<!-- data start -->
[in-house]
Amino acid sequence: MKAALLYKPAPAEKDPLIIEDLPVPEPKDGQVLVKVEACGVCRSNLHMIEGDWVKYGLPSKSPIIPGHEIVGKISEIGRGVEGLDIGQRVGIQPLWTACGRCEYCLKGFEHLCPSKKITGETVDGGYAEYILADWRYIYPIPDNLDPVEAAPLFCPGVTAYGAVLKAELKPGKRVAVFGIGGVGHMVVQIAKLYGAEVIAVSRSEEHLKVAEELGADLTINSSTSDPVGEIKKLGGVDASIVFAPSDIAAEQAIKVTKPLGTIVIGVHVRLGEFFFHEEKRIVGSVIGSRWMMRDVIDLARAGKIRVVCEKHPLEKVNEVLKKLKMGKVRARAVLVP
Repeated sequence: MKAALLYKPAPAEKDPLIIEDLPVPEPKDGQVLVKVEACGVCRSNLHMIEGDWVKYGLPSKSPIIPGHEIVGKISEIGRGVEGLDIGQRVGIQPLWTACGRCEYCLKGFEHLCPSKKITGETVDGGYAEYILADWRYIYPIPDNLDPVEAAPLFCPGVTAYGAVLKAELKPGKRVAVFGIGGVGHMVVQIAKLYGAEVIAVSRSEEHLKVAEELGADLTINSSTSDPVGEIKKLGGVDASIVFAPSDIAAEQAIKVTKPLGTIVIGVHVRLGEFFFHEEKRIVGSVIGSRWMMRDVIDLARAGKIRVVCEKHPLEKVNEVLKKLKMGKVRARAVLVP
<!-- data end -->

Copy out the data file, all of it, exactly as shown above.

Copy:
[in-house]
Amino acid sequence: MKAALLYKPAPAEKDPLIIEDLPVPEPKDGQVLVKVEACGVCRSNLHMIEGDWVKYGLPSKSPIIPGHEIVGKISEIGRGVEGLDIGQRVGIQPLWTACGRCEYCLKGFEHLCPSKKITGETVDGGYAEYILADWRYIYPIPDNLDPVEAAPLFCPGVTAYGAVLKAELKPGKRVAVFGIGGVGHMVVQIAKLYGAEVIAVSRSEEHLKVAEELGADLTINSSTSDPVGEIKKLGGVDASIVFAPSDIAAEQAIKVTKPLGTIVIGVHVRLGEFFFHEEKRIVGSVIGSRWMMRDVIDLARAGKIRVVCEKHPLEKVNEVLKKLKMGKVRARAVLVP
Repeated sequence: MKAALLYKPAPAEKDPLIIEDLPVPEPKDGQVLVKVEACGVCRSNLHMIEGDWVKYGLPSKSPIIPGHEIVGKISEIGRGVEGLDIGQRVGIQPLWTACGRCEYCLKGFEHLCPSKKITGETVDGGYAEYILADWRYIYPIPDNLDPVEAAPLFCPGVTAYGAVLKAELKPGKRVAVFGIGGVGHMVVQIAKLYGAEVIAVSRSEEHLKVAEELGADLTINSSTSDPVGEIKKLGGVDASIVFAPSDIAAEQAIKVTKPLGTIVIGVHVRLGEFFFHEEKRIVGSVIGSRWMMRDVIDLARAGKIRVVCEKHPLEKVNEVLKKLKMGKVRARAVLVP